Every winter I start looking for a bike project to keep me busy and bike-inspired through the snowy months, and hopefully to motivate me once spring rolls around. This year, I decided to finally rebuild a bike from a beautiful pond scum green Ibis Sonoma steel road frame (aka Spanky) that has been collecting dust since stealing most of the components for my Alchemy project bike.
Like all of my newer bikes, I wanted to go with what I call a retro-tech (or alternatively retro-mod) theme: a bike with decidedly vintage appeal and appearance, but incorporating modern technology. Steel frames with leather and polished silver accessories are a given. These are combined with modern Campy components, threadless headsets and stems, and lightweight goodies here and there.
At first, all I knew was that I wanted to use the Ibis frame and a decent collection of well-used Campy Chorus components from my parts bin. These parts included some nice 9 speed components, so I knew it wouldn’t be a single speed. I also wanted to use the downtube shifter bosses on the frame. The two previous carbon forks that I’d used with this frame did not fit the theme, so I would also need a fork. An 9 speed Campy/Mavic wheelset was also ready to use, but building up new wheels using the Campy hubs was also an option.
So I bounced around ideas like a 1×9 drivetrain (my parts collection did not include a front derailleur), a flat bar, etc. But my first real motivation came when I stumbled across a Velo Orange Porteur bar at Joy Machines in Cleveland. I like the North Road bar on my Pashley Guvnor, and I was curious what this slightly narrower, more swept version would feel like on a more nimble bike.
As soon as I had decided on these bars, I decided to go with some inverse brake levers, just because I’ve always wanted to try them. Plus, the combination of the porteur bar with the reverse levers and a lack of on-bar shifters would make for a really cool, clean cockpit. DiaCompe’s Gran Compe reverse brake levers (also from VO) worked well with the bar and the brown composite finish had a decent retro look, somewhat akin to the old gum brake hoods.
image from Velo Orange
Every project or theme bike needs some really nice feature to draw the eye – for this bike, I decided to use light brown leather accessories to compliment the light silvery green paint and the polished silver parts. In keeping with the theme of a lighter, faster version of a porteur, I decided to spring for a Brooks Professional Team Classic saddle in honey leather.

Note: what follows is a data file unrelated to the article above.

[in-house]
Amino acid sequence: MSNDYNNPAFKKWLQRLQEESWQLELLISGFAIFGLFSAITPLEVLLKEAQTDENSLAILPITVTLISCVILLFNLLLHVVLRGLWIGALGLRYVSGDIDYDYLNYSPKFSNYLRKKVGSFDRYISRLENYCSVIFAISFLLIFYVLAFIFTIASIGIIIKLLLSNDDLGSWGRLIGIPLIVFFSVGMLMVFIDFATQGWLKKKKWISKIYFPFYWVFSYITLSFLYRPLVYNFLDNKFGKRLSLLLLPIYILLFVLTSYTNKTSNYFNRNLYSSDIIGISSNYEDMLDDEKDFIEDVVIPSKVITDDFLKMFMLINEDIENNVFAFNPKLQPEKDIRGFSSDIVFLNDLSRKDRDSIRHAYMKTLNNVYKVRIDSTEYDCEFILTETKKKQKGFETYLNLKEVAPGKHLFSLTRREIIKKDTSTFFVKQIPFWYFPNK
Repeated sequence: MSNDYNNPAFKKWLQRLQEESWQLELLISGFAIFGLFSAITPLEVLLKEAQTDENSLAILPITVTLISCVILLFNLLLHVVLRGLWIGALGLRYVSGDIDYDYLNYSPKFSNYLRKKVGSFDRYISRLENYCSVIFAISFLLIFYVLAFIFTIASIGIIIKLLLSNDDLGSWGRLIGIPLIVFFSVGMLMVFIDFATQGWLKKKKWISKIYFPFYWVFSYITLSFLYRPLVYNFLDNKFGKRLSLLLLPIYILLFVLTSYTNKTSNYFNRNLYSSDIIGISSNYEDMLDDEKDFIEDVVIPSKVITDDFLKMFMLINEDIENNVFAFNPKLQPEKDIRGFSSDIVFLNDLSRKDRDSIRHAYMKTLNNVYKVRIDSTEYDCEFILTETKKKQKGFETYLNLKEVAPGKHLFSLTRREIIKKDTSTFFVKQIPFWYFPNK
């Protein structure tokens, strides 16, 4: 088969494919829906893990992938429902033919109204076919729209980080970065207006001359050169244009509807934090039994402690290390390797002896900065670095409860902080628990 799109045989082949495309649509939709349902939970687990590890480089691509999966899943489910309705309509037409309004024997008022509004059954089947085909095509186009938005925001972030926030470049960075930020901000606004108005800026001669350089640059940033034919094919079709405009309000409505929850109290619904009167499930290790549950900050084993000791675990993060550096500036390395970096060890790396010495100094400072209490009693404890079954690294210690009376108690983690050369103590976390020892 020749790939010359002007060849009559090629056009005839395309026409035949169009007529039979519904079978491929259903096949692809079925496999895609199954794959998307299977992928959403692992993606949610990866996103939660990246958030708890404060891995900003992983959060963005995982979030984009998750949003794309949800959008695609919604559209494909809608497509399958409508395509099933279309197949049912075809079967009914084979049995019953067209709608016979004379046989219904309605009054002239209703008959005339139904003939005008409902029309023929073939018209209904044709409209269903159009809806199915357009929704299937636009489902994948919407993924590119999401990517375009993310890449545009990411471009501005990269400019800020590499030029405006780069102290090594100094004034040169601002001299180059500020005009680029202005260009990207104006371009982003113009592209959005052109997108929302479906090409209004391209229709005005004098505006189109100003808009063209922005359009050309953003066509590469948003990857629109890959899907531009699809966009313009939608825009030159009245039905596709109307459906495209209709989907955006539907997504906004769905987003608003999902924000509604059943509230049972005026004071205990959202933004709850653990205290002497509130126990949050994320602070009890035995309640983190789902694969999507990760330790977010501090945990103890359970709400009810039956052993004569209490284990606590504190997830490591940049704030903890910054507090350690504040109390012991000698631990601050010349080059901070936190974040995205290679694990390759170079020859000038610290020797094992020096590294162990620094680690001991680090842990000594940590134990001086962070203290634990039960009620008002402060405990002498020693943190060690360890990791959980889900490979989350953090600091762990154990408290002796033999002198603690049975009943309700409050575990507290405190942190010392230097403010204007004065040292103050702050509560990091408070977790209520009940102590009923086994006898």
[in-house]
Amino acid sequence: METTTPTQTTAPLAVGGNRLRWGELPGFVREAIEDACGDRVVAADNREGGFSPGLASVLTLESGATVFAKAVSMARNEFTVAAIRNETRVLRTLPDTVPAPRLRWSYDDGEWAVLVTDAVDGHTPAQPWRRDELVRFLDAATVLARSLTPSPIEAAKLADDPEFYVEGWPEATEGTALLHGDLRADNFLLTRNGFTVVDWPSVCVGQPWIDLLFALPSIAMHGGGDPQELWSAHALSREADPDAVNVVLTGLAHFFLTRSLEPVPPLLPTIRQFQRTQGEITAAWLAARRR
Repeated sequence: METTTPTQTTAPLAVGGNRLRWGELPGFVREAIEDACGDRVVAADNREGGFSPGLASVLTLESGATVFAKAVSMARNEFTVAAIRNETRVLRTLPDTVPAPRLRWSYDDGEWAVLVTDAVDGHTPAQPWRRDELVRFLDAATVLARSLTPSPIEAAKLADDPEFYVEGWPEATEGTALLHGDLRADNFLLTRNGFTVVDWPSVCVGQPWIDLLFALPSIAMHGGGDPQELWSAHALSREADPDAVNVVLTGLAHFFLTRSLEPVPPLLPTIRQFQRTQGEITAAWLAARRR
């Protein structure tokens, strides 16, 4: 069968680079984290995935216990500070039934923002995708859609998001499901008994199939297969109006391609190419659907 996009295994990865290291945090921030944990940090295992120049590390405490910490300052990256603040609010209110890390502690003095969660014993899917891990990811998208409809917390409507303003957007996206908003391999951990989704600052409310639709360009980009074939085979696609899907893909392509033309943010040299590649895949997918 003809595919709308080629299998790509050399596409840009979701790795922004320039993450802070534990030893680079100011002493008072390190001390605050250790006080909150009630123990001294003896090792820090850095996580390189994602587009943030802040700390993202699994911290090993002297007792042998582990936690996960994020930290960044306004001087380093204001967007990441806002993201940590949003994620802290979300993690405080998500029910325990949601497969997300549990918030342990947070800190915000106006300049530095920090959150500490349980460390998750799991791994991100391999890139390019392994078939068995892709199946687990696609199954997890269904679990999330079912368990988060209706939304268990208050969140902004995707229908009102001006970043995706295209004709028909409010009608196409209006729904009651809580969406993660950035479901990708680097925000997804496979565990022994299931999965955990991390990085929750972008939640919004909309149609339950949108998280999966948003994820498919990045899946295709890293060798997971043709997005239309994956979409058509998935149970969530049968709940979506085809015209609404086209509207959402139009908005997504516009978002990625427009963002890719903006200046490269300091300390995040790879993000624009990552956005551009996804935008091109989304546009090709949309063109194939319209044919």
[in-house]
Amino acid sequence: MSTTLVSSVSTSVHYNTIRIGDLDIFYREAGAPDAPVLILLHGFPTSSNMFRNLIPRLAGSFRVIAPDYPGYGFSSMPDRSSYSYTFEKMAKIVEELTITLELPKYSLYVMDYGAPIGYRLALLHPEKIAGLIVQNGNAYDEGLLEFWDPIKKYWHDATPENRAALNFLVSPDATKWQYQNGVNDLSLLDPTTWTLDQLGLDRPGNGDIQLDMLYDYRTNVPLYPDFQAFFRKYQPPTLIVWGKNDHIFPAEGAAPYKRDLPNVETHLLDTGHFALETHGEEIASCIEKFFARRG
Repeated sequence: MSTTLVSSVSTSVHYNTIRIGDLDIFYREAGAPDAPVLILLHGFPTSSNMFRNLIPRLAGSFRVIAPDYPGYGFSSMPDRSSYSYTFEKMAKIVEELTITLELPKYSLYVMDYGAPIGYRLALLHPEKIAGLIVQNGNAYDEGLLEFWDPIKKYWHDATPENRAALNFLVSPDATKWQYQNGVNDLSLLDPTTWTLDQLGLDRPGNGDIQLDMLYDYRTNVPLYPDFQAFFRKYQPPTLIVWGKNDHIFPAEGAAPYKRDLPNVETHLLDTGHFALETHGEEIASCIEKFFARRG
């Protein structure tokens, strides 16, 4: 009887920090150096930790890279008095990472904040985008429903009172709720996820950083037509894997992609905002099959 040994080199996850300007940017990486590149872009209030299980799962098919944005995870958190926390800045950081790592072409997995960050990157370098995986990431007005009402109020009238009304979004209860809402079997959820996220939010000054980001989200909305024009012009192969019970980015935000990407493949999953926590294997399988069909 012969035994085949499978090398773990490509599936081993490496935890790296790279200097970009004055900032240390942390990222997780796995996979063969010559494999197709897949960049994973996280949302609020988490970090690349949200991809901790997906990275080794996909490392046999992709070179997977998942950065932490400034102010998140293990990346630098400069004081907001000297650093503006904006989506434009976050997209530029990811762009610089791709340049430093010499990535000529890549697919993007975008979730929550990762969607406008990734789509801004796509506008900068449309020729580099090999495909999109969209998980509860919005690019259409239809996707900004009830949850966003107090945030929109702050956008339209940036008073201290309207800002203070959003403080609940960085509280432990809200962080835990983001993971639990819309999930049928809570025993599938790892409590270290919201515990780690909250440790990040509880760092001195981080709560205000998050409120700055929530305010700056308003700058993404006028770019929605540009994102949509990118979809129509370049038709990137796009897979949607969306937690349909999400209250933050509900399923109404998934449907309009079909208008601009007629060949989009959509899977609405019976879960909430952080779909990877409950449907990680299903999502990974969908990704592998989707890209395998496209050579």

I had always wanted to use a chromed fork on one of my bikes, so this was the perfect opportunity. Aside from a custom-painted fork, going with a polished fork was the only way to match it with the rest of the bike. I loved the retro, abruptly-curved blades and lugged crown of Tange’s Infinity CrMo “Classic Curve” fork from Soma Fabrications (Tange makes this fork exclusively for Soma). The fork paired up nicely with a well-used Campy Chorus threadless headset that I had on hand. Incidentally, all these parts required a 1″ steerer for the Sonoma headtube.
I still liked the idea of a 1×8 set up, but I couldn’t locate a 135BCD (Campy) front chainring replacement chain guard. So I found an 8 speed Record front mech on eBay and paired it up with the rest of the Chorus drivetrain.
For pedals, I used some sweet MKS Sylvain Stream pedals that I have taken off my Guvnor after swapping them for the wider MKS Touring pedals; so these narrower “rat trap” style pedals also matched the racier theme of this bike.
The brakes were also Chorus with VO metallic braided housings.
For tires, I initially wanted to go with something a bit wider, maybe 28c, but alas the frame and brakes dictated 25c max. I loved the look of the cream Schwalbe tires on my Guvnor, but always thought something a bit darker would look even better. I found a few images on the web that showed the decent color match of Brooks honey leather with Schwalbe’s brown Durano tires, so I took a chance on them – and they really look great on the bike.